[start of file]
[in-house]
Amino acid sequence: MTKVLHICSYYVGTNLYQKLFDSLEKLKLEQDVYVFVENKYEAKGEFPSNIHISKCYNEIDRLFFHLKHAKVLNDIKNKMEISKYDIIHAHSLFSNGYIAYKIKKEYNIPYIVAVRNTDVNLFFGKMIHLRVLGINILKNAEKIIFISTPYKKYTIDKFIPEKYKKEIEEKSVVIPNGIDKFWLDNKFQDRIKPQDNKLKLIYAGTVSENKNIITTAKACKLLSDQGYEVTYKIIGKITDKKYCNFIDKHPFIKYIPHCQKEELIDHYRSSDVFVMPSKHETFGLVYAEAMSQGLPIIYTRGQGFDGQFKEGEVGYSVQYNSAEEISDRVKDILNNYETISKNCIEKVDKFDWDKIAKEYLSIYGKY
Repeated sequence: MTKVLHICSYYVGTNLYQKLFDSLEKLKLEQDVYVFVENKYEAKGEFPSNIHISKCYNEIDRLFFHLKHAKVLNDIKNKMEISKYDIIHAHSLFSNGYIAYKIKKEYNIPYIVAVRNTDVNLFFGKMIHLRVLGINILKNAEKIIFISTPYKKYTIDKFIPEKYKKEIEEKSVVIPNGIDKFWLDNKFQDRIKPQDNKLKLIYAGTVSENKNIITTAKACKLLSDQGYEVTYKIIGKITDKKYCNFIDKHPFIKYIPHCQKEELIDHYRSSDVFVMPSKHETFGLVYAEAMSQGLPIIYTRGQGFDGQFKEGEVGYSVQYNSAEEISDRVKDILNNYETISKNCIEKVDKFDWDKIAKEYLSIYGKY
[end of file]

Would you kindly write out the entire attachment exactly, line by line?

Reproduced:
[in-house]
Amino acid sequence: MTKVLHICSYYVGTNLYQKLFDSLEKLKLEQDVYVFVENKYEAKGEFPSNIHISKCYNEIDRLFFHLKHAKVLNDIKNKMEISKYDIIHAHSLFSNGYIAYKIKKEYNIPYIVAVRNTDVNLFFGKMIHLRVLGINILKNAEKIIFISTPYKKYTIDKFIPEKYKKEIEEKSVVIPNGIDKFWLDNKFQDRIKPQDNKLKLIYAGTVSENKNIITTAKACKLLSDQGYEVTYKIIGKITDKKYCNFIDKHPFIKYIPHCQKEELIDHYRSSDVFVMPSKHETFGLVYAEAMSQGLPIIYTRGQGFDGQFKEGEVGYSVQYNSAEEISDRVKDILNNYETISKNCIEKVDKFDWDKIAKEYLSIYGKY
Repeated sequence: MTKVLHICSYYVGTNLYQKLFDSLEKLKLEQDVYVFVENKYEAKGEFPSNIHISKCYNEIDRLFFHLKHAKVLNDIKNKMEISKYDIIHAHSLFSNGYIAYKIKKEYNIPYIVAVRNTDVNLFFGKMIHLRVLGINILKNAEKIIFISTPYKKYTIDKFIPEKYKKEIEEKSVVIPNGIDKFWLDNKFQDRIKPQDNKLKLIYAGTVSENKNIITTAKACKLLSDQGYEVTYKIIGKITDKKYCNFIDKHPFIKYIPHCQKEELIDHYRSSDVFVMPSKHETFGLVYAEAMSQGLPIIYTRGQGFDGQFKEGEVGYSVQYNSAEEISDRVKDILNNYETISKNCIEKVDKFDWDKIAKEYLSIYGKY